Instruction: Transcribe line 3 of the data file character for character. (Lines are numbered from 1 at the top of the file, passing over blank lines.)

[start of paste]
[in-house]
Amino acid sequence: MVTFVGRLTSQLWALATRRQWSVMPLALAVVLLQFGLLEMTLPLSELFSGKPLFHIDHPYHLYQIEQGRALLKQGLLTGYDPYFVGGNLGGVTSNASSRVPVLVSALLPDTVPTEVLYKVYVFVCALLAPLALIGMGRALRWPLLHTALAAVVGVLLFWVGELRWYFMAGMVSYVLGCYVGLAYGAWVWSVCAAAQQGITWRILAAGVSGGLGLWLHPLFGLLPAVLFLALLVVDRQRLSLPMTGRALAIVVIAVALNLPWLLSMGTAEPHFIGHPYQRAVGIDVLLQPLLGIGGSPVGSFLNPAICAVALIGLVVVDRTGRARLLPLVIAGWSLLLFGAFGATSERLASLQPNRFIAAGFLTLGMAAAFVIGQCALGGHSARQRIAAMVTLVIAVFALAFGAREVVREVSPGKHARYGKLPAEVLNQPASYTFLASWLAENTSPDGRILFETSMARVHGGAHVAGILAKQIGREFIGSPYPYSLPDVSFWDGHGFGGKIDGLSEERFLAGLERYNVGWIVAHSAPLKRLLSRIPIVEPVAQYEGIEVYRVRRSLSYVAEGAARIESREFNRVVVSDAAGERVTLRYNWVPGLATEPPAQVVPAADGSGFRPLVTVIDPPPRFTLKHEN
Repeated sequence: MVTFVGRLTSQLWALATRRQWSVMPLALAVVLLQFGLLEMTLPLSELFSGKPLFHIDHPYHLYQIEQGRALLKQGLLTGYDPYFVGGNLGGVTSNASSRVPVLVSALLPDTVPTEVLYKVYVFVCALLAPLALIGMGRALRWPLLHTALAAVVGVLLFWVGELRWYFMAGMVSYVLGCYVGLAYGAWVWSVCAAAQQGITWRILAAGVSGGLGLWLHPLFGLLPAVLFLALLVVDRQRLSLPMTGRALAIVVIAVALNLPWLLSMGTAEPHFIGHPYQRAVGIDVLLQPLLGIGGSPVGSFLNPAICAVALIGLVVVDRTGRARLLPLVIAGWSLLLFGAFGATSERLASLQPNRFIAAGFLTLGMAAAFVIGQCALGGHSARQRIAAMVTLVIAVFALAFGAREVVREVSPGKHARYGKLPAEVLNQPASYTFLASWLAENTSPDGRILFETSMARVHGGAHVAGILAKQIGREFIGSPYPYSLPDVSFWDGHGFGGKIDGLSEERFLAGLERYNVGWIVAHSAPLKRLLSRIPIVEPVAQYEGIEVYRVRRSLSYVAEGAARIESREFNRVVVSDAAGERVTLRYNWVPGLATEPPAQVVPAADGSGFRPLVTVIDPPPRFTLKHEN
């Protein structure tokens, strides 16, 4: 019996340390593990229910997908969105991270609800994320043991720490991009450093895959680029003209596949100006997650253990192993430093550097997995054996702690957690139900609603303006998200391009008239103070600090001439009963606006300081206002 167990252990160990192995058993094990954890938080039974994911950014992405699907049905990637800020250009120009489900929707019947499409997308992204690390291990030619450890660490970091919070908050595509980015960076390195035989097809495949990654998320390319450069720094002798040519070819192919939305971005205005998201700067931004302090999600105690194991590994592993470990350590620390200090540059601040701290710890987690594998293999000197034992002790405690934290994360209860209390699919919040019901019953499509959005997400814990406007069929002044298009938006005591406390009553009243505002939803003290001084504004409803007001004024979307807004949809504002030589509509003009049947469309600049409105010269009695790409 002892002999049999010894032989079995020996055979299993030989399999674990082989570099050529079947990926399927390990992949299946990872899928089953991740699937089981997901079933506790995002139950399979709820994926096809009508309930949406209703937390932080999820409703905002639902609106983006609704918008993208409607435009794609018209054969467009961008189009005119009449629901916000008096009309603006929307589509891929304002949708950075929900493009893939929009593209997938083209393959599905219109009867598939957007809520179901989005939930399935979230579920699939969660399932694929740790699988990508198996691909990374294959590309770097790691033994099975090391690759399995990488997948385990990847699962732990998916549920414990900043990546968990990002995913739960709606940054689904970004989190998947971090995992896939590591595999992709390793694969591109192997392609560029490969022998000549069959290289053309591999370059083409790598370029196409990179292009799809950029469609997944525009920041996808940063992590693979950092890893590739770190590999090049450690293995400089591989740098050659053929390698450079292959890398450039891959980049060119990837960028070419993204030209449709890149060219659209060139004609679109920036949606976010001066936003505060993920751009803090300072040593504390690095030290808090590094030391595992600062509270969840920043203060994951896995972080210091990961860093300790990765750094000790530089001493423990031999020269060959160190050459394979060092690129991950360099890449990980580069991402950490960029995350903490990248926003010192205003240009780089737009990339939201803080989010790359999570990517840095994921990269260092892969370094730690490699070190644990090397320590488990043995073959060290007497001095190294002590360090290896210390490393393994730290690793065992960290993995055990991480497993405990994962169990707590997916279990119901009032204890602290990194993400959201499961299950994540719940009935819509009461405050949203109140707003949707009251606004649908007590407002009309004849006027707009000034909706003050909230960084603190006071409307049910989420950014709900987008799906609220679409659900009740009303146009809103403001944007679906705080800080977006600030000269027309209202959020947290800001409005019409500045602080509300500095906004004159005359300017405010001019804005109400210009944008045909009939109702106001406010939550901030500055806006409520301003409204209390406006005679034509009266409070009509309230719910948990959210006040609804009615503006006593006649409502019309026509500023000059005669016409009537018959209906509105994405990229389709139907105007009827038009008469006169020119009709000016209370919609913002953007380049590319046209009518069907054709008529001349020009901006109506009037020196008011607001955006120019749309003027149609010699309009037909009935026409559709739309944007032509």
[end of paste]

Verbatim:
Repeated sequence: MVTFVGRLTSQLWALATRRQWSVMPLALAVVLLQFGLLEMTLPLSELFSGKPLFHIDHPYHLYQIEQGRALLKQGLLTGYDPYFVGGNLGGVTSNASSRVPVLVSALLPDTVPTEVLYKVYVFVCALLAPLALIGMGRALRWPLLHTALAAVVGVLLFWVGELRWYFMAGMVSYVLGCYVGLAYGAWVWSVCAAAQQGITWRILAAGVSGGLGLWLHPLFGLLPAVLFLALLVVDRQRLSLPMTGRALAIVVIAVALNLPWLLSMGTAEPHFIGHPYQRAVGIDVLLQPLLGIGGSPVGSFLNPAICAVALIGLVVVDRTGRARLLPLVIAGWSLLLFGAFGATSERLASLQPNRFIAAGFLTLGMAAAFVIGQCALGGHSARQRIAAMVTLVIAVFALAFGAREVVREVSPGKHARYGKLPAEVLNQPASYTFLASWLAENTSPDGRILFETSMARVHGGAHVAGILAKQIGREFIGSPYPYSLPDVSFWDGHGFGGKIDGLSEERFLAGLERYNVGWIVAHSAPLKRLLSRIPIVEPVAQYEGIEVYRVRRSLSYVAEGAARIESREFNRVVVSDAAGERVTLRYNWVPGLATEPPAQVVPAADGSGFRPLVTVIDPPPRFTLKHEN